In the end, even if, like me, you don't wear straight up glitter, you might like a glitter primer. It's worth considering if you already have some eyeshadows that have a lot of potential, but end up performing like the ones I've swatched here. Normally I don't like products that require other products to work, so ideally just don't buy shitty eyeshadows. But if you already have something that needs help, glitter primer might be the ticket, even if it's not something you use every day.

Of the two options I tested, I'd recommend the NYX Glitter Primer, and not because the Too Faced caused a reaction for me. Sure, the Too Faced Glitter Glue is ever so slightly more impressive, but I don't think the difference in performance warrants the $14 difference in price. Certainly if you are trying glitter primer for the first time and you don't know how often you'll use it, the NYX primer is an excellent choice.

Are you more exciting than me and actually wear glitter on your face? If not, do you already use a glitter primer anyway? Which one?

ETA: resident witch asked me about creasing in the comments. Here is a photo showing NYX Glitter Primer and some very shimmery eyeshadow (of course I forget which ones now) after about 8 hours of wear. I wouldn't say that I get creasing like I would with a normal eyeshadow and no primer at all, in which the shadow all migrates into the wrinkles in my lids and stays there. But there is some definite patchiness and fading at the end of the day. Personally, I thought it looked fine when not in a macro photo, but if you want to prevent any of this, you might think about layering the glitter primer over a regular eyeshadow primer, as resident witch suggests.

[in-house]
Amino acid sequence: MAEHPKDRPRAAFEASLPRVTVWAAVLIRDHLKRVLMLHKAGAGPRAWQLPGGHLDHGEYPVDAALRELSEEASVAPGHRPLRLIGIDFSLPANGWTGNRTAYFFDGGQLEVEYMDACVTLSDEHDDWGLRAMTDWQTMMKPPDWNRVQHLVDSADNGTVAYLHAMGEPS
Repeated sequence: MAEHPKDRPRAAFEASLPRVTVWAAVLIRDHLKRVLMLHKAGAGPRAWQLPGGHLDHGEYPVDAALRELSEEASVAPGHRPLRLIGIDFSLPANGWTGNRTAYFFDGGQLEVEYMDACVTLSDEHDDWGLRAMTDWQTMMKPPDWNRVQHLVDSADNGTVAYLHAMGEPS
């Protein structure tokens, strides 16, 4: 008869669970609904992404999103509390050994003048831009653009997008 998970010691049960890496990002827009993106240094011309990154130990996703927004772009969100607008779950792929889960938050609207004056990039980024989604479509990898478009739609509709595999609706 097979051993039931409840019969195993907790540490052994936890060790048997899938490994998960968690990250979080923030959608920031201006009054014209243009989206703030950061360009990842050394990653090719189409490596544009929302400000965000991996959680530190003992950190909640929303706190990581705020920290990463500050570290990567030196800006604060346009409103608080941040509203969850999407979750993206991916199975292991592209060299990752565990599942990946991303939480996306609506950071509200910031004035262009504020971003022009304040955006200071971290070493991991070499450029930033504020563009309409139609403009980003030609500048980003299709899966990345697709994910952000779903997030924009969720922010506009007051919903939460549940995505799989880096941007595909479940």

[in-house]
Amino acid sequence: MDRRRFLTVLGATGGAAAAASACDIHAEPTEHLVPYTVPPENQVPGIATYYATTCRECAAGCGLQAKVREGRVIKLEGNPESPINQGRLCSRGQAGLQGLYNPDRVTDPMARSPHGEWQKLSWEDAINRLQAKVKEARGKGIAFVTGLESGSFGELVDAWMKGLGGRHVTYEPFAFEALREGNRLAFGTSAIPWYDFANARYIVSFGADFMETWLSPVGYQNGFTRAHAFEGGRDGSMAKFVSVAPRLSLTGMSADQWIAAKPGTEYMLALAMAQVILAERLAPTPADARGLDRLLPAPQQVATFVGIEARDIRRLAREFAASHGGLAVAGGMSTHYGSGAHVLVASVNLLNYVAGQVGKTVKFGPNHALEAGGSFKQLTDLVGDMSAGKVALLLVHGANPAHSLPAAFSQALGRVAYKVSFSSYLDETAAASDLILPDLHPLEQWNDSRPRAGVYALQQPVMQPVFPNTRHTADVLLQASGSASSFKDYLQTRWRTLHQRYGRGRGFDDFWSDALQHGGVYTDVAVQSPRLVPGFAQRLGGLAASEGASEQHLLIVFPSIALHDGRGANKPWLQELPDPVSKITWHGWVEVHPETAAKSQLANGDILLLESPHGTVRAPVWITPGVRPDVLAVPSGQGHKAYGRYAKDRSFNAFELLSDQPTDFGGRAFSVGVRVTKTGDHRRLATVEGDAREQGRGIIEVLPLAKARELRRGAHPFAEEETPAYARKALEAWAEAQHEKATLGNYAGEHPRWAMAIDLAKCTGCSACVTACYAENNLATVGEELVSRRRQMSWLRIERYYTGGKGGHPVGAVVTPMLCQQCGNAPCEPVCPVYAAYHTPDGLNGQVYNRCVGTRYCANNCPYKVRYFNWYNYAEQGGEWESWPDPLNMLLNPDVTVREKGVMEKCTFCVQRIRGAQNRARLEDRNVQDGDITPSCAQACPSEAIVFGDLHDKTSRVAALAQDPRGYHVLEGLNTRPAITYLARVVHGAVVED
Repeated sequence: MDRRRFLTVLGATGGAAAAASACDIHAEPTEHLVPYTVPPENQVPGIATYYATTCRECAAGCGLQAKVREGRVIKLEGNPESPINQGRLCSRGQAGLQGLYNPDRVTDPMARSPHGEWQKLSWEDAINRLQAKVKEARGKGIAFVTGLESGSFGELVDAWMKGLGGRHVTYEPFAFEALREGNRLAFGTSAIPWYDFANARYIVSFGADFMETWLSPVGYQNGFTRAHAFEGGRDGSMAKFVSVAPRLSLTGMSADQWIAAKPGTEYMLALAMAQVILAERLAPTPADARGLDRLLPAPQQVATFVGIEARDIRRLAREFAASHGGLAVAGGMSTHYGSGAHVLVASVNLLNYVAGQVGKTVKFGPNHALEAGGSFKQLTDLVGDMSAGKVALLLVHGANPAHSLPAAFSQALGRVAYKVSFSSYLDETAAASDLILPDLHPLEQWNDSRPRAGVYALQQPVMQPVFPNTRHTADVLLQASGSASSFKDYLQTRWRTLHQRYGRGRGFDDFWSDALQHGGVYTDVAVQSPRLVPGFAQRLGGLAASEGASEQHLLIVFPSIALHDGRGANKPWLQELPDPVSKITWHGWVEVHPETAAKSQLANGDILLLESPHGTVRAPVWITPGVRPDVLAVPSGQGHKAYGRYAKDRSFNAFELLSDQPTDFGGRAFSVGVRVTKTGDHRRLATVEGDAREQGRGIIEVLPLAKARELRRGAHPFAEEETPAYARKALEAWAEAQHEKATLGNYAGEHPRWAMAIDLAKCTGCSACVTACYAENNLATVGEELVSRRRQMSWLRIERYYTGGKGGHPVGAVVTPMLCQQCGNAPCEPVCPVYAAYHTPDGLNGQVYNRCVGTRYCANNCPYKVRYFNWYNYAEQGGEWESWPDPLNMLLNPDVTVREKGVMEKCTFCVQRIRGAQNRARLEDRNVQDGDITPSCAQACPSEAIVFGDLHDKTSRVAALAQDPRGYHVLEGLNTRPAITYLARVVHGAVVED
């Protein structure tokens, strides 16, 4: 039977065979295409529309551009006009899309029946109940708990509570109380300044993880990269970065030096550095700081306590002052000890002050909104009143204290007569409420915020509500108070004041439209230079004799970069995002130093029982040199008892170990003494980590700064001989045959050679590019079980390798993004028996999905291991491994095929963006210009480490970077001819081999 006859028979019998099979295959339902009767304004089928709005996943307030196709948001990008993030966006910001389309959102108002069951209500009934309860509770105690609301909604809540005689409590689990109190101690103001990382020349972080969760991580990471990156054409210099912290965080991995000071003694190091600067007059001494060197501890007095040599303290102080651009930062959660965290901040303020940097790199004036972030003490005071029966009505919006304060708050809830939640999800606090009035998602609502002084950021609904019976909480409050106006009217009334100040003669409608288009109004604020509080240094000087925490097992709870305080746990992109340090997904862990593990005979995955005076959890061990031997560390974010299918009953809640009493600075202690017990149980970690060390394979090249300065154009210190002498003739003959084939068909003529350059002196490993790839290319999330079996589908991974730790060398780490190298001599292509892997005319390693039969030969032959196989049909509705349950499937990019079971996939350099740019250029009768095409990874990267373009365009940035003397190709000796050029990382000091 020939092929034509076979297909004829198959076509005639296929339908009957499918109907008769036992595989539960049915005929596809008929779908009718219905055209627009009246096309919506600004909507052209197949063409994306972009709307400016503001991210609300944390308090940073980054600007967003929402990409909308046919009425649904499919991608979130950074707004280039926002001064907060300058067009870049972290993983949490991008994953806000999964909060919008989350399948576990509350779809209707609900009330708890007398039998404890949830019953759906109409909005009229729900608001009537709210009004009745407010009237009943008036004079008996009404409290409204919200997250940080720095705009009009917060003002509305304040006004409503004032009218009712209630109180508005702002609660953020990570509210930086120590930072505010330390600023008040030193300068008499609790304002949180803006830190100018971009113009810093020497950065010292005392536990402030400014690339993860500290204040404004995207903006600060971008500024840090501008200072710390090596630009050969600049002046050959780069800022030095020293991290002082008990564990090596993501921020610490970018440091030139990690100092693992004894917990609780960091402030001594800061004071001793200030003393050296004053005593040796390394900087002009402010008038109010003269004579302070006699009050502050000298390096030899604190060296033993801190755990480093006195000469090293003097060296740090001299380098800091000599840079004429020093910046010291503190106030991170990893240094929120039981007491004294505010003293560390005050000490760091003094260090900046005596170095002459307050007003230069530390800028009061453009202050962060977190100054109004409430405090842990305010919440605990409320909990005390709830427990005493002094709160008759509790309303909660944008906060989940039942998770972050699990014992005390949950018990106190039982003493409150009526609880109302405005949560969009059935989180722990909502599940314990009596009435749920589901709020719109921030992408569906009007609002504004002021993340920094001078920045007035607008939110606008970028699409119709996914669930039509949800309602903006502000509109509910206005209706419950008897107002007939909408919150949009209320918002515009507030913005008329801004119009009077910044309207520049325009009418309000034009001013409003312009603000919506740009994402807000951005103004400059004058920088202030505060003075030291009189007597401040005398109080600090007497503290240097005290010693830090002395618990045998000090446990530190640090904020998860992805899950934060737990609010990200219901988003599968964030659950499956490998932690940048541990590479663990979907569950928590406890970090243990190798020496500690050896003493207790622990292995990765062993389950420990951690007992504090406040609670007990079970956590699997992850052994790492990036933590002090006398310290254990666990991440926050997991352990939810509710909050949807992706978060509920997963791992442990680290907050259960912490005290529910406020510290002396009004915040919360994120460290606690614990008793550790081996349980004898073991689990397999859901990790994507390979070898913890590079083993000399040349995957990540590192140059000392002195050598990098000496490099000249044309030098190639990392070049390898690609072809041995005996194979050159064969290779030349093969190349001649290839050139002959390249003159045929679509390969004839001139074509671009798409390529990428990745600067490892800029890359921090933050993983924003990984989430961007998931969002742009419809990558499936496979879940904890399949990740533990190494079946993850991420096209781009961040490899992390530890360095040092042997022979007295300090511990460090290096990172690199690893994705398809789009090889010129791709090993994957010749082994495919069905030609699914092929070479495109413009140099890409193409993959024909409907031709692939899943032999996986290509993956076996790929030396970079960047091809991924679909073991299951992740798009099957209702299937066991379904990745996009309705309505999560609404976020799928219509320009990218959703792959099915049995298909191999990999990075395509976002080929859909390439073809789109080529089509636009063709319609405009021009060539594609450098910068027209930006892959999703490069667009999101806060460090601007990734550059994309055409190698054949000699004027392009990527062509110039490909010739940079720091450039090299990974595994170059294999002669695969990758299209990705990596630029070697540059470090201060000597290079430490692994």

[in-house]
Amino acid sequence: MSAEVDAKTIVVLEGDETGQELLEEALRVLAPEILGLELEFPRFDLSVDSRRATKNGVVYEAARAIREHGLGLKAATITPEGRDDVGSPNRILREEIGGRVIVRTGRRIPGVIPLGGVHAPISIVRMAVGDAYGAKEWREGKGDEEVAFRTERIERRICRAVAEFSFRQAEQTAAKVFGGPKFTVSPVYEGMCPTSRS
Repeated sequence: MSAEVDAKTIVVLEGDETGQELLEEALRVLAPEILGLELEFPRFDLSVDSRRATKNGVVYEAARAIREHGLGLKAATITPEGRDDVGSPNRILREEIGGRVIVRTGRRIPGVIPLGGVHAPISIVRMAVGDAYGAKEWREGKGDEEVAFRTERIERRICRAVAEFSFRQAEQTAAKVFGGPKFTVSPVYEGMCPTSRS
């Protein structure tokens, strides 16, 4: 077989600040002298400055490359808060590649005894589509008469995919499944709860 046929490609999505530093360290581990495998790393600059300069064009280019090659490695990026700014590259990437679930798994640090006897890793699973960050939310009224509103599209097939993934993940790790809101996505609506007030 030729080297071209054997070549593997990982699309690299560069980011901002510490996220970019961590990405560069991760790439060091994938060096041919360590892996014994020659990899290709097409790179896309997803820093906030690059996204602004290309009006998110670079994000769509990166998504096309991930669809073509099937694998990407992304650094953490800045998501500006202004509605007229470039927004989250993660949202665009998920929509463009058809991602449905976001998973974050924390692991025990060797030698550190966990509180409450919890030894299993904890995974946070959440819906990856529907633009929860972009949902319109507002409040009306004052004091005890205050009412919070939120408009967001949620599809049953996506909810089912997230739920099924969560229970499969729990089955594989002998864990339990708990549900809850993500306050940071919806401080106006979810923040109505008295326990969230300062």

1. I have yet to try out the NYX or Too Faced glitter primers, I just use the e.l.f. one and it's 2 smackaroos! I use it with disappointingly unpigmented pressed shadows too, and it seems to amp up everything about them, finish, texture, pigmentation, times 100! Not too sticky either, I think it's worth a try! Great post, Lyn!

    1. Oh yes, I forgot e.l.f. had one! That would be a great cheap option. Thanks!

  2. Wow, those primers really do make a difference. I might have to pick up the NYX one. I just got the Marc Jacobs Lolita palette as a gift and there's one glittery shade that a) has no colour payoff, and b) fell all over my cheeks the one time I made the mistake of using it. Seems like a glitter primer might make it more useable! Or just useable at all.

    1. Yes, I was surprised how much difference there was just in the normal base shade compared to the Black Radiance primer, which is an excellent primer. It sounds to me like this might solve your problem with the MJ shadow!

  3. Yay hooray! It's good to know the Nyx stuff is decent, because I can't always be bothered to poke around Fyrinnae's shockingly dated website for Pixie Epoxy. One thing I'm wondering: did they work well in their own, or did you ever have to layer over a regular eyeshadow primer? I always have to use PE over my usual Shadow Insurance or else it creases like mad, which is the top reason I don't wear many indie shadows anymore.

    1. I haven't noticed any creasing with the NYX primer, though I wasn't able to wear the TF long enough to find out. I'll use the NYX primer again tomorrow at work and see what happens. So far I've only used it on the weekends, but for some reason I get extra oily when I'm sitting in my office. I'll report back!

    2. Ok, I finally got around to posting the photo I took after testing! You can see it above. I got more fading than creasing.

  4. I picked up the Too Faced Glitter Primer for $10 from Nordstrom Rack, and at that price I'm happy. It really is useful to intensifying regular shimmery eyeshadows — not strictly glitter only!

  5. Thank you for this review--I am suddenly in need of a glitter glue. Anyway, the ingredient you were probably reacting to in the Too Faced Shadow Insurance is Bismuth Oxycholoride. I can't wear any products containing this itch provoking ingredient, and it is indeed in the Too Faced product.


Related Posts Plugin for WordPress, Blogger...